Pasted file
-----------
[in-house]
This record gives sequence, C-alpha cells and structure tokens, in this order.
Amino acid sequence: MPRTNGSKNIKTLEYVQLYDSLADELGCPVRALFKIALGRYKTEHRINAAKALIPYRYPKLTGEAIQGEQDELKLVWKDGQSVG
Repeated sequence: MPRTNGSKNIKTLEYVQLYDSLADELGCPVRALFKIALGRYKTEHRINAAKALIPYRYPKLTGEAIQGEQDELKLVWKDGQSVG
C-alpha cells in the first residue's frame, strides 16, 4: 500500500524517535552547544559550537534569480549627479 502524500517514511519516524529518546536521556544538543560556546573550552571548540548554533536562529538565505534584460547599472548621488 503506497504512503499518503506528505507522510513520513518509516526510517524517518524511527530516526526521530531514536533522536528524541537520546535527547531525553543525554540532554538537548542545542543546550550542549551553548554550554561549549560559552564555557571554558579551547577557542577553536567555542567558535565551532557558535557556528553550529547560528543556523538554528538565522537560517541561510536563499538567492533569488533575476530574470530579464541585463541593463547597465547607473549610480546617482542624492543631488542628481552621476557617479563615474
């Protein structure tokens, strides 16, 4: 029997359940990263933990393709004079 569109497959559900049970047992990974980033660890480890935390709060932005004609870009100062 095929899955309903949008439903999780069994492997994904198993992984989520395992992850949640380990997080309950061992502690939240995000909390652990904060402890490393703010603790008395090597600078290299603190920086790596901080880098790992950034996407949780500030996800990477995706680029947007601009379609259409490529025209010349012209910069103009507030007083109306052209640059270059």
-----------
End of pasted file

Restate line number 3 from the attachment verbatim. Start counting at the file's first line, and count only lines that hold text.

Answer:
Amino acid sequence: MPRTNGSKNIKTLEYVQLYDSLADELGCPVRALFKIALGRYKTEHRINAAKALIPYRYPKLTGEAIQGEQDELKLVWKDGQSVG